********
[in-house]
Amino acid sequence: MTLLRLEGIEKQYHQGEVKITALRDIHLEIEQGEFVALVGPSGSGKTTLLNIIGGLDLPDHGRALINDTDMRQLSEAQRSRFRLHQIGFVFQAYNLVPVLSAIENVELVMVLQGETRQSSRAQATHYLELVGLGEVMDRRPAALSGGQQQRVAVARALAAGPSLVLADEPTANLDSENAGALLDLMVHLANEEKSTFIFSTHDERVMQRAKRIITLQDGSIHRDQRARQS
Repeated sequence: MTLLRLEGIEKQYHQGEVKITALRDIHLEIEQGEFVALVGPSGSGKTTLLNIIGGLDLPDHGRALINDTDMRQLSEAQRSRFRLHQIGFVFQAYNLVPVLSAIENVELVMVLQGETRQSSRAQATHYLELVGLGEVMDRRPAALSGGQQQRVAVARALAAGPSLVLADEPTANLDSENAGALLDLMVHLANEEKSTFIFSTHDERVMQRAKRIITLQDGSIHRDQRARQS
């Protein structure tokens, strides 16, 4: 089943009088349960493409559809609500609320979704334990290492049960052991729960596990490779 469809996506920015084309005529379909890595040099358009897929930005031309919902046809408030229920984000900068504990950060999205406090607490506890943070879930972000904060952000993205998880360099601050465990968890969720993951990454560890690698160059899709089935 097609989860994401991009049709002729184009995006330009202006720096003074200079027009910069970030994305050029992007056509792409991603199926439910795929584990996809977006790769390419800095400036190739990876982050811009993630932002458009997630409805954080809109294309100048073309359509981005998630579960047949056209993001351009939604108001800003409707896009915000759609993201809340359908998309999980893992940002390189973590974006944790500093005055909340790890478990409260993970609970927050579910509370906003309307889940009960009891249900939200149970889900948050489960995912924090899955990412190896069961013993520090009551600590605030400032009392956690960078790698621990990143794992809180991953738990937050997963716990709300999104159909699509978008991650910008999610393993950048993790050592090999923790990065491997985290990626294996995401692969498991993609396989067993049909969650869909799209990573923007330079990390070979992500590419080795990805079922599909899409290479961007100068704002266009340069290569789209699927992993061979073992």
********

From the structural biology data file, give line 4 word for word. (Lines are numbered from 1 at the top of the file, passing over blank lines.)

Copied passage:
């Protein structure tokens, strides 16, 4: 089943009088349960493409559809609500609320979704334990290492049960052991729960596990490779 469809996506920015084309005529379909890595040099358009897929930005031309919902046809408030229920984000900068504990950060999205406090607490506890943070879930972000904060952000993205998880360099601050465990968890969720993951990454560890690698160059899709089935 097609989860994401991009049709002729184009995006330009202006720096003074200079027009910069970030994305050029992007056509792409991603199926439910795929584990996809977006790769390419800095400036190739990876982050811009993630932002458009997630409805954080809109294309100048073309359509981005998630579960047949056209993001351009939604108001800003409707896009915000759609993201809340359908998309999980893992940002390189973590974006944790500093005055909340790890478990409260993970609970927050579910509370906003309307889940009960009891249900939200149970889900948050489960995912924090899955990412190896069961013993520090009551600590605030400032009392956690960078790698621990990143794992809180991953738990937050997963716990709300999104159909699509978008991650910008999610393993950048993790050592090999923790990065491997985290990626294996995401692969498991993609396989067993049909969650869909799209990573923007330079990390070979992500590419080795990805079922599909899409290479961007100068704002266009340069290569789209699927992993061979073992």